Reauthorization of the Higher Education Act
|May 21, 1998|
Dear Member of Congress:
As you know, current law mandates a new interest rate formula for government-guaranteed and direct student loans after July 1, 1998, which will substantially reduce students' interest costs. Virtually everyone agrees that this law should be changed, and I am encouraged by the recent bipartisan and productive discussions concerning how best to protect the interests of students, lenders, and taxpayers.
Nevertheless, I am also concerned that some lenders have indicated that, unless the law is changed soon, the mandated changes may lead their organizations to leave the guaranteed loan program. The Administration and Congress are working to resolve the student loan interest rate issue soon enough to ensure that there is no reason for lenders to withdraw their support for this valuable program. The Administration's position on this issue is described in detail in the letter that Secretary Rubin and I recently sent to Congress.
As Secretary of Education, however, I have a statutory responsibility to ensure uninterrupted access to student loans. It is only prudent to prepare for the unlikely but possible circumstance that some lenders might withdraw from the program. To avert any possible problem in access to student loans, Congress has given me the authority to require the Student Loan Marketing Association (Sallie Mae) and the 36 guaranty agencies to serve as "lenders of last resort."
I have attached a summary of the Department's plan for implementing a lender-of-last-resort program. In the unlikely event that such a program is necessary, the information we have received from Sallie Mae and the guaranty agencies shows that, together, they could meet the entire nationwide demand for student loans in a cost-effective manner. Although I believe that our mutual efforts to resolve this issue will prevent any loan access problem from occurring, we must begin implementing this plan now in order to ensure that last-resort loans are available to students on July 1, if needed. Therefore, I have asked my staff to begin establishing a lender-of-last-resort program immediately, so that if a loan access problem does develop, we can respond to it with the least possible delay for students, families, and schools.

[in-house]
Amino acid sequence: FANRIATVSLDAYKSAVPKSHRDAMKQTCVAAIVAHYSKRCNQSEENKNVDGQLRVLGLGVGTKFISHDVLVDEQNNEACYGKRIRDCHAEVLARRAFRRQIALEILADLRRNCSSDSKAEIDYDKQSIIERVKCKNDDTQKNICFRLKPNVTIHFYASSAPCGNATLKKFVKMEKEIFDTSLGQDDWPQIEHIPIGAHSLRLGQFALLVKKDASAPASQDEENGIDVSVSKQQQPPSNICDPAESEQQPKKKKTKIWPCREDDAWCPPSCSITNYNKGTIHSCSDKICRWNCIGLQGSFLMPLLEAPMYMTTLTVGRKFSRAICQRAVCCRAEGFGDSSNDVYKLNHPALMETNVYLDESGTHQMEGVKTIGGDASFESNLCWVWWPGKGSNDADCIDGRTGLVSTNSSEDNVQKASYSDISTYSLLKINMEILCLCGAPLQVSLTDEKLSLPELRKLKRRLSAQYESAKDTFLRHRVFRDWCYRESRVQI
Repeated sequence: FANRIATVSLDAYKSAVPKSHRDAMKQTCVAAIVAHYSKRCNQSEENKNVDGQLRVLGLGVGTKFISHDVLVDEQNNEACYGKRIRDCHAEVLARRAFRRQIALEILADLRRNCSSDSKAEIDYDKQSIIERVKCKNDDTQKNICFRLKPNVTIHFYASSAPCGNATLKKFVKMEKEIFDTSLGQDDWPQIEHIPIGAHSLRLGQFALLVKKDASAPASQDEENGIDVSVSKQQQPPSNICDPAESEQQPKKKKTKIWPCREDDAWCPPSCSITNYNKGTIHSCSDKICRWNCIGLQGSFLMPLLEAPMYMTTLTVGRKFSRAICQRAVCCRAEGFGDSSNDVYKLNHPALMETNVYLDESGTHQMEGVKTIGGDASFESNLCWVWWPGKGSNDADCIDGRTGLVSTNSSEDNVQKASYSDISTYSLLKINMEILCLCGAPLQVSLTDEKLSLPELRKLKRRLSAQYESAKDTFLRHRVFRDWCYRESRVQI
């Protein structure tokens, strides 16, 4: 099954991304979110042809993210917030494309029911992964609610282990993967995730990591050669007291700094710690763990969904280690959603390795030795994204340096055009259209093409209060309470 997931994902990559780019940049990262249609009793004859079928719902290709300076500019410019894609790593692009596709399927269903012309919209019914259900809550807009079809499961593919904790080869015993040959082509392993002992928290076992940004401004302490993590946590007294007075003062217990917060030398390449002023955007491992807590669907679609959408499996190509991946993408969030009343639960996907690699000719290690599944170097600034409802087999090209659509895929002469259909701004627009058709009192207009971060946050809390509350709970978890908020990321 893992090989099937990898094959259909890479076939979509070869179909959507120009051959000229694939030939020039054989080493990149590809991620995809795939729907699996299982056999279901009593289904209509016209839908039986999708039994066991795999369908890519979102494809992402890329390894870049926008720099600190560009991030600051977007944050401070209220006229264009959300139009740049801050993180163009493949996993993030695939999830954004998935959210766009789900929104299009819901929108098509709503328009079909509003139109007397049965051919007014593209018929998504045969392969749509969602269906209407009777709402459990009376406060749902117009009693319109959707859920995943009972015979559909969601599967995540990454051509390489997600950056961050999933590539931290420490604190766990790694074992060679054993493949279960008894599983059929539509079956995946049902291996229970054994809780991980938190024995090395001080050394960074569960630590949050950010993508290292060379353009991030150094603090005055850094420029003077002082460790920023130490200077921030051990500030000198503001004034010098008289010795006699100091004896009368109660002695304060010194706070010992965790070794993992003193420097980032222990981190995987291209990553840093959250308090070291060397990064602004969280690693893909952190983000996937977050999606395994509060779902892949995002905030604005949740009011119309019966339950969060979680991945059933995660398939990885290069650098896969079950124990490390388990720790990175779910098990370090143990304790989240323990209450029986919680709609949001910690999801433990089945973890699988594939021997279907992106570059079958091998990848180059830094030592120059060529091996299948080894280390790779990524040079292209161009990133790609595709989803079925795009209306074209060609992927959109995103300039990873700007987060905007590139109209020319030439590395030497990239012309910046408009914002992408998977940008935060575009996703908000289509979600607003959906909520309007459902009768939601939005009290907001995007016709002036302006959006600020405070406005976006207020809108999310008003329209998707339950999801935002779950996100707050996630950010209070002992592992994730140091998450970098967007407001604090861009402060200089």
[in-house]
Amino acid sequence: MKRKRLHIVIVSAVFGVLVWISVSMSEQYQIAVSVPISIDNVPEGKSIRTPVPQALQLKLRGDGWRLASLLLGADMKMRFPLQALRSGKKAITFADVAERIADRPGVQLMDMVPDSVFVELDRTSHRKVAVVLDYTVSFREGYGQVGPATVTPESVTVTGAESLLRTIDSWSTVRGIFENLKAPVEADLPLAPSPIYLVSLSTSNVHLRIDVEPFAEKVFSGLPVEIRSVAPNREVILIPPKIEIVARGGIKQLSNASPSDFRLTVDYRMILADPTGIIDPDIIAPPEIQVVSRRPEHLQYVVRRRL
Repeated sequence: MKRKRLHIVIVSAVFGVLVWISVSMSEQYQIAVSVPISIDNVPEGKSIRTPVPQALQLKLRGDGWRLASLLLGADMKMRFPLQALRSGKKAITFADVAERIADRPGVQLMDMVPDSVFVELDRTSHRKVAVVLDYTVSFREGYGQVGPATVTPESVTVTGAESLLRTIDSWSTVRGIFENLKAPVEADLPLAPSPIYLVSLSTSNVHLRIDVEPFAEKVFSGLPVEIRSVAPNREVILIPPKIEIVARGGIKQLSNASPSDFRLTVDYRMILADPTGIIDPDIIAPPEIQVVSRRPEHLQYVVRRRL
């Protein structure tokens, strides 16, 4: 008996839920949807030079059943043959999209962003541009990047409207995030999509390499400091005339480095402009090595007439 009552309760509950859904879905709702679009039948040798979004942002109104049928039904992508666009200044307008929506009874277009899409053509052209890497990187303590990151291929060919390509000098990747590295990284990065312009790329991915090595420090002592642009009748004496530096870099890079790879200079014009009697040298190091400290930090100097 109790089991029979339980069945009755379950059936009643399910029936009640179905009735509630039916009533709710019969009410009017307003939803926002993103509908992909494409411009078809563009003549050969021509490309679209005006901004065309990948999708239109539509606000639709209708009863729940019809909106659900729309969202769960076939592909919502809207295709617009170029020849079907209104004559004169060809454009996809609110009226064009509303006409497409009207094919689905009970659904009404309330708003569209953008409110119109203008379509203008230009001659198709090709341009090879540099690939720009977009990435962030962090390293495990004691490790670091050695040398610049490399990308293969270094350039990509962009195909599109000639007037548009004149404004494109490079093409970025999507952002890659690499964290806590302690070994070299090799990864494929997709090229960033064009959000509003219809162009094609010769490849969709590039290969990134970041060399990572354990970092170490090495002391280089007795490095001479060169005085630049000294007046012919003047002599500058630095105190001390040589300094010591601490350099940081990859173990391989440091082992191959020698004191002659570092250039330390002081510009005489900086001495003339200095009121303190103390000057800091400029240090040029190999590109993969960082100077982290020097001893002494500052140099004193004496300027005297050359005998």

Finally, although I remain optimistic that this law will be amended before July 1, I am legally obligated to determine the new student loan interest rate on June 1 and publish a notice of it soon thereafter. Unless the law is changed, I will have no choice but to base the calculation of the new interest rate upon the formula in current law. However, the student loan interest rate may still be changed by an act of Congress at any time before it becomes effective on July 1. Our notice in the Federal Register will reflect the possibility of such Congressional action.
I am certain you can appreciate the need to take these steps. Again, I look forward to working with you to resolve this important issue as quickly as possible.
Yours sincerely, |
Richard W. Riley